Presented by Felix Klock

Transcribed by Ryan Culpepper

Some examples to start out:

data List a = Nil |
list_size Nil = 0 |

data Tree a = Leaf a |
tree_size (Leaf x) = 1 |

This follows HtDP, but seems redundant. It is not obvious how to pull out common code.

A Functor has two parts: a type constructor and a mapping of functions to functions:

<F, fmap>, where F : * -> *, and fmap : (a -> b) -> (F a -> F b)

The mapping must satisfy laws such as

- fmap id = id
- fmap (f o g) = (fmap f) o (fmap g)

(BF is a bifunctor: BF : * -> * -> *

and bfmap : (a -> b) -> (c -> d) -> (BF a c -> BF b d)

Cartesian product is an example of a bifunctor:

<X, -X-> (note: Felix uses the convention of writing the mapping as the functor name between dashes)

For the purpose of this talk, the real contribution of this paper is the modelling of recursive datatypes as the fixed points of functors, particularly the fixed point of a partially applied bifunctor. Example:

data List a = Nil | Cons a (List a)

FList p r = 1 + (p X r)

If we also have a fixed-point operator mu : (* -> *) -> *

inn : FList a (Mu FList a) => Mu FList a

out : Mu FList a -> FList a (Mu FList a)

for FList to be a functor we also need its fmap:

bflistmap f g = id -+- (f -X- g)

The paper gives a way to get from the data definition and the bifunctor to the mapping. One last remark: think about instantiating (FList p r) where r is not the recursive link: then you get part of the type of the function argument of fold. Example:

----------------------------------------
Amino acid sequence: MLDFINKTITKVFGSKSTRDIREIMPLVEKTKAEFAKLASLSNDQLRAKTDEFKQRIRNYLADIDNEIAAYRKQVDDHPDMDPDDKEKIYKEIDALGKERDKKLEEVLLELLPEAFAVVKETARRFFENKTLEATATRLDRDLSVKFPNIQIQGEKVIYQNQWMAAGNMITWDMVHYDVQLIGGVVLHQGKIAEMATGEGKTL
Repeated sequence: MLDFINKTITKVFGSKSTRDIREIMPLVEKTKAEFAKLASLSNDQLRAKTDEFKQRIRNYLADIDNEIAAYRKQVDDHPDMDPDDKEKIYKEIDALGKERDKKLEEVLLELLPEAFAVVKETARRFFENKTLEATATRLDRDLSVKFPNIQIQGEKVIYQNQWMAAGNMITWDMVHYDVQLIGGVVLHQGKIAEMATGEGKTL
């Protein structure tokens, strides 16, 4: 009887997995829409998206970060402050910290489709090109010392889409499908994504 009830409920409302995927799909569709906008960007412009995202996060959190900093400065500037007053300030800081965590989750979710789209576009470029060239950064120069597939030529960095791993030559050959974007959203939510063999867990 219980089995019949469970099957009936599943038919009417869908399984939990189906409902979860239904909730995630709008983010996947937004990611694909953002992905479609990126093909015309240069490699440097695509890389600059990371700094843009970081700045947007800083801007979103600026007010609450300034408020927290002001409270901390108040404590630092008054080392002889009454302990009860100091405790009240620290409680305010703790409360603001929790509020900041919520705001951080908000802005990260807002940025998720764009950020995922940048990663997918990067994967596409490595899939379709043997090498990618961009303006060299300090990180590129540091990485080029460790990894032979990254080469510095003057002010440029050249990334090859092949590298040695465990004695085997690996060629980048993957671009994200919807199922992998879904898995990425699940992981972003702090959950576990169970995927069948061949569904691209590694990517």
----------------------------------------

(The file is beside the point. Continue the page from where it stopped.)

FList String Int -> Int

Grammar for functors:

F = F + F | 1 | Const t | F X F | Par | Rec | D @ F

where Par is the type parameter (Int in (Listof Int)), Rec is the recursive argument (the backlink in a HtDP data definition or the result of the recursive call in a fold), and D@F is a datatype applied to a functor.

data Rose a = Fork a (List (Rose a))

FRose = Par X (List @ Rec)

Felix: What's missing from this grammar?

Peter: Function types!

How do you fold over function types? (Matthias elaborates: How do you take a function space apart?)

You do something like take 2 functions, one which is a combiner and one which is an inverse combiner...

Meijer says on his homepage: Now we've figured out how to do this, but we still don't know when we'd want to.

data Mu f a = In (f a (Mu f a))

flatten :: Regular d => d a -> [a]

(A datatype is regular if recursive uses of its type constructor are always applied to the same types as its definition's arguments. Eg: the datatype above defines Mu f a, and the only recursive use of Mu is an application Mu f a, so this is regular.)

flatten = cata fl

(where cata is one of Meijer's recursion combinators, and fl will be polytypic)

If used on a tree, this really means

flatten

Sam: Isn't cata just fold?

Felix: No, fold is for lists; cata is for anything.

polytypic fl :: f a [a] -> [a] (second arg is result now)Where the line above either fl fl really means either fl

= case f of

f + g -> either fl fl

f X g -> \(x,y) -> (fl x) ++ (fl y)

() -> \x -> []

Par -> \x -> [x]

Rec -> \x -> x

d @ g -> concat o flatten o pmap fl

Con t -> []

fl

It works! You've just got to figure out what to put in the slots of the case expression.

It's like magic, almost. It has some drawbacks, though. For example, consider the case of expression trees. There an addition tree and a multiplication tree will have the same shape, but you probably want to do different things with them. So they hacked in some extra arguments to let you know the order of the clauses, and ...